Dallas Fort Worth Turnpike & Dallas North Tollway
This is an older image of the Dallas-Fort Worth Turnpike, and a tollbooth.
This map includes the DFW Turnpike as well as shows other highway systems and how they all connect.
Here is a map of the Dallas North Tollway.
This is an image of Dallas North Tollway.
Backstory and Context
Highways were originally created for military utilization of travel and for emergency needs. As most United States citizens know, that is not what the use of this invention actually fulfills. Similar to the idea and creation/advancement of highways, the United States military was consistently developing new technology (and still is) and formulated better, and more efficient ways to travel. Some of these travels include helicopter, plane, armored vehicles, ships, and other vessels. These are the more common ways that the military seems to travel rather than by a typical civilian vehicle.
The trucking industry took off after the creation of straightaways, and thus connected the entire United States together, and expanded companies in an even more amazing way. This allows the transportation of bulk products and also creates jobs. The utilization of trucking also helps companies to grow in infrastructure, partnership, and audiences across the nation. The accessibility to locals due to the use of trucking allows easier and more convenient access to products and services to various industries and to fulfill needs.
The creation of highways-specifically straightaways-allows local people to live where he/she would prefer and travel or commute to work on a daily basis. Whether that is from a suburb to a city, or from the city to the countryside, people are not hindered in their everyday lives by the ability to having a lack of access to travel. These straightaways also allow people to travel easily and with convenience to and from where he/she may need to go. These highways travel through highly populated areas as well as provide a safer route to take to travel between state lines. The highways also increase efficiency in the sense that the travel direction will not take a traveler through random cities or towns or weave in and out of places that would take he/she out of the way. It helps to eliminate the lack of benefit that such may cause.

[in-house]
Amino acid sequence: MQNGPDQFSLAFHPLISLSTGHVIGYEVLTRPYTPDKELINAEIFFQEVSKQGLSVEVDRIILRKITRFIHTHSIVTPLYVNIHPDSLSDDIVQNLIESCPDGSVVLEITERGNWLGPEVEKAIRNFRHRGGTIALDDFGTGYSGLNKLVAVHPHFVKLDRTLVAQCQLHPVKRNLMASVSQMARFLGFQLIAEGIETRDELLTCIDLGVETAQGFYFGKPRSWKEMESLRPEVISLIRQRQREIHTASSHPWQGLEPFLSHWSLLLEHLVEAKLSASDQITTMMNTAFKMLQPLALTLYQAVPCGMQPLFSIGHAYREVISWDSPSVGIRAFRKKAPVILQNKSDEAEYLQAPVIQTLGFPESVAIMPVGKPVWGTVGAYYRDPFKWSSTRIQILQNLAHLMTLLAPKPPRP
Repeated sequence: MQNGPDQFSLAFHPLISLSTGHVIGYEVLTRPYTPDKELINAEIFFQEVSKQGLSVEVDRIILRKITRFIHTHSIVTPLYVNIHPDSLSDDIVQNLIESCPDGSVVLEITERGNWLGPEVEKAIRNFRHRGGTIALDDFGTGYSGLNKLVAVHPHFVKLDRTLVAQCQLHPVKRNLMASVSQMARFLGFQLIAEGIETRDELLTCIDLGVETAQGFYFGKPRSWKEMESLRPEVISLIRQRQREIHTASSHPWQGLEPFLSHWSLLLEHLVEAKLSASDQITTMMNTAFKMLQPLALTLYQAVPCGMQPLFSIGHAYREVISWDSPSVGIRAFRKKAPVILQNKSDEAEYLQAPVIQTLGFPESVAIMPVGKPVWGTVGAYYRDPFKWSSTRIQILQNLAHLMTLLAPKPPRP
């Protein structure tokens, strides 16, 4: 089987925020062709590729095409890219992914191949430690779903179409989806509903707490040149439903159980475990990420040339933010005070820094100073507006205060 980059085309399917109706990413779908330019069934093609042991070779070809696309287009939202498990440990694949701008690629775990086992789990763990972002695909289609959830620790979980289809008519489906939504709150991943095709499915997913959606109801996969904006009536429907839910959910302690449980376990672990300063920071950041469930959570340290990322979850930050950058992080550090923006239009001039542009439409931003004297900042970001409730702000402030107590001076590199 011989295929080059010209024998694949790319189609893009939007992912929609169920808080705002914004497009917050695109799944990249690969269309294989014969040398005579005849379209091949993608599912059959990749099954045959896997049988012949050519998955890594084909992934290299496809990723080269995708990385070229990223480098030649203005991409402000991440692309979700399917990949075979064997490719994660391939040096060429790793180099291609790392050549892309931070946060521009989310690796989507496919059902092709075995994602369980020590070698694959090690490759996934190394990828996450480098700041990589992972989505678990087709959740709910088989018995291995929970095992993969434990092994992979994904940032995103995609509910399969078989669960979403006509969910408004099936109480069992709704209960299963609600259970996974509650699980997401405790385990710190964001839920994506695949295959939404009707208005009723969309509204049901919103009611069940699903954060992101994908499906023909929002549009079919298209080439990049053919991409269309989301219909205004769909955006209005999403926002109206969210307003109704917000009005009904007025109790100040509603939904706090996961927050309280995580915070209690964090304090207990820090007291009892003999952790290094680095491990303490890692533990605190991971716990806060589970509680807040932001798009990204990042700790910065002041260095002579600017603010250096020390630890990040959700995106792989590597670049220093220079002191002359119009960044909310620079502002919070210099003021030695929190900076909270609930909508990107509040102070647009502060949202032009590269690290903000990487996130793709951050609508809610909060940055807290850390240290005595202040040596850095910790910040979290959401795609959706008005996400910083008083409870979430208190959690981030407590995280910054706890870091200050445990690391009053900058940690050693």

Like any town or city, highways have to be patroled. This creates more jobs for those in the service industry because service is designed to intend to keep the safety of the general public. Highways are highly populated, and accidents happen just like on regular roads, but with a higher intensity and at a faster pace. Highways have the ability to inhibit those who may work in service from doing the job intended if there is high traffic, but it may also help in different situations such as during the Dallas shooting. Police and other services from more than just the city of Dallas were called to help or for backup, and could easily get to where he/she needed to be without the element of inconvenience.
Texas has created a system in which people who do travel through payment is necessary. Because Texas highways and toll road systems are so large and intricate, the state decided to make money off of the travelers to maintain the quality of the roads. In a way, this is a tax. Those who live in Texas, this is not an inconvenience because toll tags exist, in which when a car with a tag passes through the booth, the tag is scanned and the users' account is charged. On the flip side, this is very inconvenient for non-Texas residents. It is a smart system though, and positive use of a tax. The toll booths used to just be accepted with loose change, and that was very inconvenient for people, but due to the tag system, management of this tax has become much easier.
McGregor, Nick. “How on Earth Did People Drive Across the Country Before the Highway
System?” Thrillist, Thrillist, 15 Apr. 2016, www.thrillist.com/travel/nation/how-did-people-drive-across-the-country-before-highways.
“I-35 Redesign Would Transform Austin Transit.” The Daily Texan,
Kirk, and Kite. “HIGHWAY DEVELOPMENT.” The Handbook of Texas Online|
Texas State Historical Association (TSHA), 15 June 2010,
“State Highway, Loop, and Spur Facts.” TxDOT Expressway,
“The Highway Establishment and How It Grew and Grew and Grew.” Texas Monthly, 21 Jan.
Crain, Zac, et al. “How Highways Hurt Dallas.” D Magazine,
“Beyond Dallas.” Say Yes to Dallas, sayyestodallas.com/living/beyond-dallas/.
“Express Lanes Have a Popularity Problem.” The Pew Charitable Trusts, www.pewtrusts.org/en/research-and-analysis/blogs/stateline/2016/09/12/express-lanes-have-a-popularity-problem.
Batheja, Aman. “Tolling Texans: More Cities Planning Toll Lanes.” The Texas Tribune, Texas
Tribune, 2 Dec. 2012, www.texastribune.org/2012/12/02/tolling-texans-more-cities-planning-toll-lanes/.